by Andrea Blackstone

Nordstrom Inc. is a leading fashion retailer based in the U.S. that has often served as a change agent for promoting inclusivity in recent times. The company’s efforts are observable through amplifying representation and speaking to Black customers in unique ways.

Nordstrom stated that 2021 began with a renewed focus on its commitment to community.

“With a long-held belief in the value of diversity, Nordstrom is working to play an active role in contributing to the positive change required to address systemic racial inequity,” Nordstrom said online. “We are a part of the communities we serve, and that means we have a responsibility.

Black_Space is one of Nordstrom’s latest examples of incorporating diverse fashion exhibited by creatives who may benefit from the opportunity of being introduced to a wider audience.

“Black_Space will include an immersive shopping experience across 12 Nordstrom locations nationwide and on for representation where it has not previously existed at Nordstrom—developed, designed and curated by Black voices,” Nordstrom said. “A brainchild of Sam Lobban, Senior Vice President of Designer and New Concepts, New Concepts @Nordstrom is an ongoing series of digital and physical pop-up retail concept shops for customers to discover the newest products through exclusive partnerships with the world’s most compelling brands and creatives.”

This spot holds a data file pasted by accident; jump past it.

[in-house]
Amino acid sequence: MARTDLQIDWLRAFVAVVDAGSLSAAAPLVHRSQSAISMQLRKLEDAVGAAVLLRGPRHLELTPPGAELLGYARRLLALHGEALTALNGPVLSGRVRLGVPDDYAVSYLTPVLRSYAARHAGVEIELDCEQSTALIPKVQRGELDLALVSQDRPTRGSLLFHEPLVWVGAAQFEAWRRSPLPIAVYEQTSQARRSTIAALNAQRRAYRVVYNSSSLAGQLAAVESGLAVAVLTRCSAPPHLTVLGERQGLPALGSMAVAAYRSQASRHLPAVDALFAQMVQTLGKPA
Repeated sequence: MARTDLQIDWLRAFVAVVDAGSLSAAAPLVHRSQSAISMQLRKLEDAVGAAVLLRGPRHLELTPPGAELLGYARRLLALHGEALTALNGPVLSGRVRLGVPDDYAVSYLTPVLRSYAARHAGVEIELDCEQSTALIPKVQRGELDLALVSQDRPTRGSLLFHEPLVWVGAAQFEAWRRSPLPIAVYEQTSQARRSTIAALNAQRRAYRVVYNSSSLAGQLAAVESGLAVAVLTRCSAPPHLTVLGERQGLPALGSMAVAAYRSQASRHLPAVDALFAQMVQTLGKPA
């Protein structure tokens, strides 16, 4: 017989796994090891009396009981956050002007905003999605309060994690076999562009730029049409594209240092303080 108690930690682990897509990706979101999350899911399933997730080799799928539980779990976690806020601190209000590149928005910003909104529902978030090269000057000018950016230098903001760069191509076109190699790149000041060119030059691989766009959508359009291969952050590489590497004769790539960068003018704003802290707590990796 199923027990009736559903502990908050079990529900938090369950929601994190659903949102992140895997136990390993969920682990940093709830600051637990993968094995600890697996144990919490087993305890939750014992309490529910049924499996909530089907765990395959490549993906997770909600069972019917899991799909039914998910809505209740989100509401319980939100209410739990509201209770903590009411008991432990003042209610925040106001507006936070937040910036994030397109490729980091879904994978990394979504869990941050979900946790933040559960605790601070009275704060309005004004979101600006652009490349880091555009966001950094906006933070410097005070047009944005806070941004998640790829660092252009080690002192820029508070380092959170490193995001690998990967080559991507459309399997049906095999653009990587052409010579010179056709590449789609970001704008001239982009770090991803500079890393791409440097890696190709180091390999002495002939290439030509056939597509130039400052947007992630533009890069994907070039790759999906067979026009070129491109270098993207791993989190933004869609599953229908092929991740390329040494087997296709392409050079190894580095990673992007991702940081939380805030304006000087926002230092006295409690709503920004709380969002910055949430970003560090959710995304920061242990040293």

Marcus Paul is a New York-based stylist who specializes in image and brand consulting.

He has extensive experience working with top musical, sports, and artistic talent. Paul has used wardrobe to showcase the style of clients such as rapper Pusha T, and singer J Balvin, and others. In contrast, Azza Yousif is a fashion editor.

In 2020, Forbes reported that Nordstrom’s CEO, Erik Nordstrom, and president and brand officer, Pete Nordstrom, outlined a series of ambitious initiatives. At that time, the retailer announced a plan that is partially unfolding today. Promoting racial equality, including bringing more diversity to its workforce, and increasing the number of Black and/or Latinx-designed brands and businesses it sells was previously mentioned by Forbes.

Forbes reported that the retailer is committing to delivering $500 million in retail sales from brands owned by, operated by, or designed by Black and/or Latinx individuals by the end of 2025.”

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